Breast cancer is the most commonly diagnosed cancer among women, and the second leading cause of cancer death among women in the United States. In fact, 1 in 8 women will be diagnosed with breast cancer in her lifetime. Breast examinations and screenings are an important way for women to participate in their healthcare for the detection of breast cancer. Forty percent of breast cancer cases are first detected when the woman feels a lump in her breast, according to Johns Hopkins Medical Center. If you feel a lump, it is crucial that you go to the doctor to get a mammogram to get checked out.
For many years, the American Cancer Society (ACS) recommended that women receive mammograms annually starting at age 40. However, in October 2015, they changed their guidelines, and the new recommendations now state that women at average risk of breast cancer start getting annual mammography exams from age 45-54, and continue to undergo mammography every other year after that. The ACS guidelines state that as long as a woman is in good health, regular mammograms should be continued.
Technology is constantly evolving, but mammography is the standard breast cancer screening procedure for accurately detecting if a woman has breast cancer. In simple terms, a mammogram is a form of X-ray image of the breasts, to see the breast tissue. Conventional methods of performing a mammography are done by storing the images of the breast on film. There are now two types available: digital mammography and film mammography.
Digital mammograms are only used in diagnostic imaging centers that are certified by the FDA to perform digital mammography’s. Digital mammogram images are stored on a computer and can be easily shared electronically, allowing multiple providers to share necessary data in order to improve your care. Digital mammography uses less radiation. Digital mammograms also have better picture clarity and the ability to alter the photos afterwards. This can make detecting abnormal changes much more accurate, due to the detail provided. This creates fewer false positive test results because of the nature of the testing itself.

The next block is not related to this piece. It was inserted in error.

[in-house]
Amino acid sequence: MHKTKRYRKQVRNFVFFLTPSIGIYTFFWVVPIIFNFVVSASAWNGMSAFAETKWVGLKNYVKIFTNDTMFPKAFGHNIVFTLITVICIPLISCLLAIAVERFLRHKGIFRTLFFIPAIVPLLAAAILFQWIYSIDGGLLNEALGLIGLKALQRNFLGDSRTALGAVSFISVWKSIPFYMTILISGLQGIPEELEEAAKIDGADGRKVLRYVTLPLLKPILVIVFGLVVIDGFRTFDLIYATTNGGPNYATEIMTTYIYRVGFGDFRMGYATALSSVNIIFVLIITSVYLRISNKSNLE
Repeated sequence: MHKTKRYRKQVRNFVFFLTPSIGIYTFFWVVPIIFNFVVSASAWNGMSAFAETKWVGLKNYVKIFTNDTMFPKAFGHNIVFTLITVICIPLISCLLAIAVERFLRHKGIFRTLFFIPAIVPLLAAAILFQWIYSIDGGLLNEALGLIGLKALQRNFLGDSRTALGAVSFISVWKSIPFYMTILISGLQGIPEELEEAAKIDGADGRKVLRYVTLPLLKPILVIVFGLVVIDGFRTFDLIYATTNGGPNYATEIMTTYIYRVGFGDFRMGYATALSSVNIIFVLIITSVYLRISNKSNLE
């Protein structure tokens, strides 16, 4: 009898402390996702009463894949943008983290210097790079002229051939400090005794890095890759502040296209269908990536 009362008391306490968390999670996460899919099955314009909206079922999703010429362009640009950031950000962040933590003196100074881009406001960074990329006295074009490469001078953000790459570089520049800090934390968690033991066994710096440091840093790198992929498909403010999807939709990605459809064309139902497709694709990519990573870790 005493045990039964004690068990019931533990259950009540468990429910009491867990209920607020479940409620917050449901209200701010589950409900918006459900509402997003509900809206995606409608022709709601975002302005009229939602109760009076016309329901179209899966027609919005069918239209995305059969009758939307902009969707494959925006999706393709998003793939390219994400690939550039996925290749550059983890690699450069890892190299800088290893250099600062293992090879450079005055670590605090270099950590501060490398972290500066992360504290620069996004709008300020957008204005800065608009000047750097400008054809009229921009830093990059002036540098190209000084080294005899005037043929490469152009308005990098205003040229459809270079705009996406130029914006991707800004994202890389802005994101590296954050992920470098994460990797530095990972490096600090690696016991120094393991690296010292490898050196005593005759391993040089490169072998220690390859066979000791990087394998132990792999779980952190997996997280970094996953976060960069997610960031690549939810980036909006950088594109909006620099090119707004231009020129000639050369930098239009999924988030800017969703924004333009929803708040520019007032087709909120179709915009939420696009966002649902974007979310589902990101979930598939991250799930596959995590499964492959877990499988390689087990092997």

This means that the screening is going to pick up only the important information and differences or abnormalities in the breast tissue, and eliminate what is irrelevant. This is known as specificity. Even though it catches many little things that are not really important, digital mammography also catches small changes that could be early signs of breast cancer. As with any cancer, the earlier it is caught, the better. Saving lives is worth the occasional false positive. Digital mammography’s are quickly proving to be the best option.
Conventional mammography uses X-ray radiation to produce an image of the breast. Conventional mammograms are read and stored on film, which may result in false positives or an inaccurate diagnosis. A mammogram can be used to screen healthy women with no signs of breast cancer. It is also used to help in diagnosis with women who have symptoms. A mammogram can pinpoint very small abnormalities before they can be physically felt.
Both types of mammogram technology use X-ray radiation to produce an image of the breast. The main difference is that older mammography systems rely on film, and today, digital images are viewed and stored on a computer. Digital mammograms are also easier to view and manipulate. The radiologist can access the images on a computer, where they can be enhanced, magnified, or manipulated for further evaluation. They can highlight areas, zoom in and out, and use specific filters to gain a more accurate view of the breast, in many instances.
As a rule of thumb, digital mammograms are often recommended for patients with denser breast tissue. It may also be best for women who have not yet entered menopause, or those who are under the age of 50. In other words, Studies have shown that digital mammograms detect up to 28 percent more cancers than film mammography in women 50 years of age and younger, premenopausal women, and in women with dense breast tissue. A 28 percent increase in accuracy means earlier detection, and most importantly, a better chance for optimal treatment.
If you feel like there may be something wrong or abnormal with your breasts, do not wait to get help. Early detection helps save lives. To learn more about the different types of mammography, call Independent Imaging at (561) 795-5558, or use our request an appointment form.